Scientists discover potential biomarkers for male infertility: the composition of microRNAs and their isoforms

  • A study led by Dr. Sara Larriba’s team at IDIBELL, in collaboration with Fundació Puigvert and IGTP, demonstrates that the concentration of microRNAs and their isoforms in semen samples may reflect alterations in sperm production
Dra Sara Larriba Investigadora grupo Genetica Molecular Humana Instituto Investigacion Biomedica Bellvitge IDIBELL biomarcadores azoospermia masculina

One of the most unexpected findings of the Human Genome Project was that over 98% of the human genome does not encode proteins. For a while, this fraction of the genome was considered to have no function and was referred to as “junk” DNA. However, it is now known that non-coding DNA serves important biological functions.

For instance, certain DNA segments give rise to a type of non-coding yet functional RNA called microRNA or miRNA, which acts as a key regulator of biological processes and pathways. Close to 2000 loci in the human genome produce miRNAs cataloged and annotated in miRBase, a public database. These molecules are found not only in cells but are also secreted into biological fluids such as blood, urine, and semen, among others, where they can be characterized and quantified, reflecting important information about cellular health. Recently, isoforms of miRNAs or isomiRs (variants with heterogeneity in length and/or sequence) that are highly abundant have been identified.

Semen contains a unique concentration of miRNAs, most of which are enclosed in structures called extracellular vesicles that can be transferred to sperm, contributing to fertilization. Researchers from the Human Molecular Genetics group at the Bellvitge Biomedical Research Institute (DIBELL), specifically from the Molecular Genetics of Male Infertility and Urogenital Diseases research line led by Dr. Sara Larriba, in collaboration with Dr. Lluís Bassas from the Andrology Service (Fundació Puigvert), and Dr. Lauro Sumoy from the High-Content and Bioinformatics Unit (IGTP), using large-scale sequencing technologies (small RNAseq), demonstrated the presence of isomiRs in these seminal structures. “Given that some of these vesicles in semen derive from the testicle, alterations in the concentration of miRNA/isomiRs they contain may reflect changes in sperm production,” explains Dr. Larriba. Their study showed alterations in the profile of miRNAs as well as their isoforms in extracellular vesicles of semen among individuals with azoospermia of different origins, suggesting they could be used as potential biomarkers for male infertility. “The small RNAseq technique can characterize the different isoforms of miRNAs that differ by a single base,” comments Dr. Sumoy.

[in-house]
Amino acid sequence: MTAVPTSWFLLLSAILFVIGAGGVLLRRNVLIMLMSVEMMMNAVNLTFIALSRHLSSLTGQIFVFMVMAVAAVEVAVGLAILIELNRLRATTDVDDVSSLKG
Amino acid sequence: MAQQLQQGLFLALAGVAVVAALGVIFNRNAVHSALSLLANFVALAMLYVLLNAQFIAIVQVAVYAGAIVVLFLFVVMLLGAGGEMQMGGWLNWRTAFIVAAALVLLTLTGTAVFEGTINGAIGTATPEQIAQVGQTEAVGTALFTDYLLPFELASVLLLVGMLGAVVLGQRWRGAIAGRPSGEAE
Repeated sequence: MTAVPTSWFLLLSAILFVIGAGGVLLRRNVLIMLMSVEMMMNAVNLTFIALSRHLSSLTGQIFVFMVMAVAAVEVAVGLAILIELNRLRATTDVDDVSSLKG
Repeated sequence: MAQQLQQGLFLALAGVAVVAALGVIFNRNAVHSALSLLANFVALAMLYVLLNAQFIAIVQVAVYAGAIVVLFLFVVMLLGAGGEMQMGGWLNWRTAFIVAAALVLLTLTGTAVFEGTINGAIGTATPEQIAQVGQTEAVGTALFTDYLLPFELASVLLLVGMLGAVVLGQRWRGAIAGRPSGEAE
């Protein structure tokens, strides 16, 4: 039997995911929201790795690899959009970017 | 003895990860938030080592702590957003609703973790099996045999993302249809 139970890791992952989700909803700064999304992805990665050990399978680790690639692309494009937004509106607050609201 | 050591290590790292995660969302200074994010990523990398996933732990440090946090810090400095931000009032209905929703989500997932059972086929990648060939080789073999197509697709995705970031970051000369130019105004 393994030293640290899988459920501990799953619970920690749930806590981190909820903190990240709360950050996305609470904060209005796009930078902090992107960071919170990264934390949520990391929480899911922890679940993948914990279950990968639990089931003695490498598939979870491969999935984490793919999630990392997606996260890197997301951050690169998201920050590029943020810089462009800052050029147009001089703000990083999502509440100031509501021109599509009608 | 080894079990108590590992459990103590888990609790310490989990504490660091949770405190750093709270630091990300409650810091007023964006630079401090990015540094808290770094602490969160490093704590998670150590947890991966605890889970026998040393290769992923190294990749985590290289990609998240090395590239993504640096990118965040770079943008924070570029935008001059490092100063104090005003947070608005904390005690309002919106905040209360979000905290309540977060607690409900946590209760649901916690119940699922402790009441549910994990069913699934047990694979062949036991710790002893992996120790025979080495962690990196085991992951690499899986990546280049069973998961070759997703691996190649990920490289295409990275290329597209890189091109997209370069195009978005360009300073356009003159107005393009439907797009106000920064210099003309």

Adriana Ferre and Sara Larriba, first signer and corresponding author of the study, respectively.

miRNAs modulate protein translation by binding to target mRNA. The interest in isomiRs lies in the fact that changes in their sequence can diversify the repertoire of target genes regulated by miRNAs, since isomiR variants may have different targets than their respective canonical miRNAs. Additionally, isomiRs need to be considered in the development of diagnostic assays based on the detection and quantification of miRNA biomarkers because they are relatively abundant and, due to their sequence similarity with canonical miRNAs, may technically interfere with the specificity of these assays. In fact, the results of their latest study, published in the International Journal of Molecular Sciences show that the RT-qPCR technique, used to validate the results of small RNAseq, is unable to discriminate between isomiRs. “This suggests that the presence of isomiRs compromises the quantification of miRNAs, impacting the interpretation of RT-qPCR results (designed for detecting canonical miRNAs),” explains Adriana Ferre, the first author of the article. Based on this, the research group suggests prioritizing those miRNAs with homogeneous expression between canonical miRNAs and their respective isomiRs as the ideal strategy for developing clinically useful tests.


The Bellvitge Biomedical Research Institute (IDIBELL) is a biomedical research center created in 2004. It is participated by the Bellvitge University Hospital and the Viladecans Hospital of the Catalan Institute of Health, the Catalan Institute of Oncology, the University of Barcelona and the City Council of L’Hospitalet de Llobregat. 

IDIBELL is a member of the Campus of International Excellence of the University of Barcelona HUBc and is part of the CERCA institution of the Generalitat de Catalunya. In 2009 it became one of the first five Spanish research centers accredited as a health research institute by the Carlos III Health Institute. In addition, it is part of the “HR Excellence in Research” program of the European Union and is a member of EATRIS and REGIC. Since 2018, IDIBELL has been an Accredited Center of the AECC Scientific Foundation (FCAECC). 


Author of the main photography: Sonia Troncoso/Diario Médico

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